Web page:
Restless Leg Syndrome in Pregnancy: A Little Thing We Like to Call “Runny Legs”
By: Lisa Donovan
As much as I hate to admit it, if it had never happened to me I would think it was a hoax. I would write it off as a hypochondriac's fabrication. I would look at the symptoms ("when you sit or lie down, do you have a strong desire to move your legs?") and laugh mockingly. But, unfortunately, it has happened to me. My two last trimesters during my second pregnancy was riddled with night time angst — all because of RLS. And, now that I have done some research and asked some questions, I have come to discover that this nuisance of a malady happens to quite a lot of women during pregnancy. My best friend had it through all three of her pregnancies. We call it "the runny legs".
I suppose it is a little different for everyone, but, my general synopsis of what this feels like goes a little like this: the constant urge to stretch my legs and feet; during my most "restful" hours my legs would twitch uncontrollably; I had a complete inability to sit still during the night; and, finally, itching from my knees down. I tried everything — even my sister in law's bad advice to take Motrin until it went away (which my OB/GYN doctor told me, afterward, was a big no-no — do not take Motrin in your last trimester). I found myself sleeping in the shower under scalding hot water, just to alleviate some of the irritating discomfort. My husband would stay up and rub my legs — it gave me one good night of rest but, honestly, most of the time it never did any good. Sleep was becoming a phantom in my life. Rest was nonexistent. I was slowly being driven mad.
Several factors may be at play if you are finding that this is an issue in your pregnancy. I discovered that, especially in pregnant women, this is often associated with low iron levels and anemia. I knew I was not anemic but, since I am a vegetarian, I gave great consideration to the fact that my iron may not be the most stellar. Getting your iron tested is a good first step to take. If you find that it is low supplement your diet with iron, B12 or Folate. Discuss with your doctor what supplement would be a good addition to your prenatal vitamin — over doing it can have just as much negative impact.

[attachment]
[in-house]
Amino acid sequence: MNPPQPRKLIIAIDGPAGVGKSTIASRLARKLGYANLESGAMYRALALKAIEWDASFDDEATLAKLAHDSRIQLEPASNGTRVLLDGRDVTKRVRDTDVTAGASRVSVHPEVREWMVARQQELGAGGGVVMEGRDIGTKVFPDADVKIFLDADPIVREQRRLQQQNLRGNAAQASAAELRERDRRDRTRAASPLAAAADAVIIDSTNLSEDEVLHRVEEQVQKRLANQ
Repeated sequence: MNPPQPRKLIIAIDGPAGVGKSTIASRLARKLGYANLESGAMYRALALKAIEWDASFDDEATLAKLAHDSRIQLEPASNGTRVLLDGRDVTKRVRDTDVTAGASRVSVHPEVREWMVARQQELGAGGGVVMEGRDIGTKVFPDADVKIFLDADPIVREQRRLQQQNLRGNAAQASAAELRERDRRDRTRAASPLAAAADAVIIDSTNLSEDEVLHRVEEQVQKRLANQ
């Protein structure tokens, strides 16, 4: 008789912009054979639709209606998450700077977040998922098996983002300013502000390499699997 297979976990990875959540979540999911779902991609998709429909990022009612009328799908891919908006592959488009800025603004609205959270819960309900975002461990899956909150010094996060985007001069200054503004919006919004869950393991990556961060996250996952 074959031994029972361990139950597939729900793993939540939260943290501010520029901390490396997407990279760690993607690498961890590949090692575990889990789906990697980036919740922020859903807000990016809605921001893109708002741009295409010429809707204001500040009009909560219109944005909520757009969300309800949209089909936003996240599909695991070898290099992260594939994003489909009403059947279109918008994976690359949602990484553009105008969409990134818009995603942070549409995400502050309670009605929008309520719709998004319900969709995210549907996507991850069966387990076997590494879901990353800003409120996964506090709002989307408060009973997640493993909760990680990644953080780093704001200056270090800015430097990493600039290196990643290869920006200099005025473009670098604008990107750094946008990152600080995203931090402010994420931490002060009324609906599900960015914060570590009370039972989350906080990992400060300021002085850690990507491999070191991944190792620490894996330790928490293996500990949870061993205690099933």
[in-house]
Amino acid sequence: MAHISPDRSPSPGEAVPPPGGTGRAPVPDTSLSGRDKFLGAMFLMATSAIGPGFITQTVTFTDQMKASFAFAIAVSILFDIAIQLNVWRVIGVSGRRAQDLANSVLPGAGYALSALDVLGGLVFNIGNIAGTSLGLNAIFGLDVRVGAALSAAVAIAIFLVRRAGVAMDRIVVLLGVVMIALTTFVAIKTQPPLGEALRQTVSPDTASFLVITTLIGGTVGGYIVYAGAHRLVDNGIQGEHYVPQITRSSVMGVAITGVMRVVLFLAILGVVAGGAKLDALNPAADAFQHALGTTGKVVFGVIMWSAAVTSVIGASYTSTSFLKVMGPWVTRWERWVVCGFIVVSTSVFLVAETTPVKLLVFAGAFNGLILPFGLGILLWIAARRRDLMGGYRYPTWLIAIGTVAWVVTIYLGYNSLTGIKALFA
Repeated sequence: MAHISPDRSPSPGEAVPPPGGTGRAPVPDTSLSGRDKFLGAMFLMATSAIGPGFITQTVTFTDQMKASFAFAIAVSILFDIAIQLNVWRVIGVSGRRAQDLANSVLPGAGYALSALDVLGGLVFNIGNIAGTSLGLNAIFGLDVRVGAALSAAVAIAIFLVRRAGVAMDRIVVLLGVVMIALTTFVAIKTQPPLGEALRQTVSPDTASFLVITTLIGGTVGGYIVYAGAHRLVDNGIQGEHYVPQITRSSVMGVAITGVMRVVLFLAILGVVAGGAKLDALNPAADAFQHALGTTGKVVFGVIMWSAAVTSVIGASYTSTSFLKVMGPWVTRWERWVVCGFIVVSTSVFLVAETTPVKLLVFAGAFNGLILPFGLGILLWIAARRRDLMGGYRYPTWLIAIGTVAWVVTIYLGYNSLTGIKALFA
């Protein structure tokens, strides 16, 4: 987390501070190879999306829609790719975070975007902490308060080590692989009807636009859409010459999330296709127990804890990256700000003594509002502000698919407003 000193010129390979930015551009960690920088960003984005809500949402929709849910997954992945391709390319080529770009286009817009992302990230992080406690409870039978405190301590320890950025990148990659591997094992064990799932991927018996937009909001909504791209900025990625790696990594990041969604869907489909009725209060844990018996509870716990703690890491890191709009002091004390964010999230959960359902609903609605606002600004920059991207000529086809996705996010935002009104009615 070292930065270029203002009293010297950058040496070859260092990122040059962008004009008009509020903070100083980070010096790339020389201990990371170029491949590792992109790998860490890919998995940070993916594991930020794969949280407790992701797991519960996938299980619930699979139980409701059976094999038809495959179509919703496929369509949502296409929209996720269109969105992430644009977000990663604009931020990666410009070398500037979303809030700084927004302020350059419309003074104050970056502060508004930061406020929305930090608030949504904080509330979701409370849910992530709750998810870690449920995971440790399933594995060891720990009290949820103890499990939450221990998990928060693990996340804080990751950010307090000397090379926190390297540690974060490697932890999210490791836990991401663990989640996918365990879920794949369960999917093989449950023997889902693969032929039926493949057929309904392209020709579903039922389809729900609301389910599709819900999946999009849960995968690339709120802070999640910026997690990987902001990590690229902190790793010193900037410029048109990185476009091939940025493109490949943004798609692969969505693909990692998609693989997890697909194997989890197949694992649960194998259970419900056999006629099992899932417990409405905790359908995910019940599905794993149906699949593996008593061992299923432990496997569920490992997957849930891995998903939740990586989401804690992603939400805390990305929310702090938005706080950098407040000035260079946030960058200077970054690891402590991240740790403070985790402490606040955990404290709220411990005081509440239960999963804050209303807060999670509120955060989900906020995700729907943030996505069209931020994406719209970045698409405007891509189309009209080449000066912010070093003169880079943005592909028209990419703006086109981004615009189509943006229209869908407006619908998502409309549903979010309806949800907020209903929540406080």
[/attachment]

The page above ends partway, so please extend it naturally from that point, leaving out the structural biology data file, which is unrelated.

Some other things to take into consideration if you are experiencing "runny legs":
- Looking at medications you may be taking which make RLS worse. These may include drugs used to treat high blood pressure, heart conditions, nausea, colds, allergies and depression.
- Looking at any herbal and over-the-counter medicines you may be taking to see if they could be worsening your RLS.
- Identifying habits and activities that worsen RLS symptoms.
- Looking at your diet to assure it is healthy and balanced.
- Discussing whether or not antihistamines could be contributing to your RLS.
- Eliminating your alcohol intake.
- Looking at various activities that may help you personally deal with RLS. These could include walking, stretching, taking a hot or cold bath, massaging, acupressure, or relaxation techniques.
- Attempting to keep your mind engaged with activities like discussions, needlework or video games when you have to stay seated.
- Implementing a program of good sleep habits.
- Possibly eliminating caffeine from your diet to aid in general sleep hygiene
My relationship with RLS was over a few weeks after I gave birth. This is the case with most women experiencing it during pregnancy. Most never deal with it again and it becomes a quirky story to tell at cocktail parties ("her legs would freak out all night while she slept...it was really creepy" has come out of my husband's mouth one too many times). Though there are a great many people dealing with it daily who aren't pregnant, from what I can gather, you as a pregnant woman, have a light at the end of the tunnel. It doesn't seem to last past the first few weeks postpartum — it certainly didn't for me or for anyone I know. So, if you are in the middle of this treacherous, crazy runny leg experience just talk it over with your doctor (check your blood levels) and brace yourself for some seriously crazy discomfort — and remember, with the sweet arrival of that baby in your belly also comes your relief from RLS.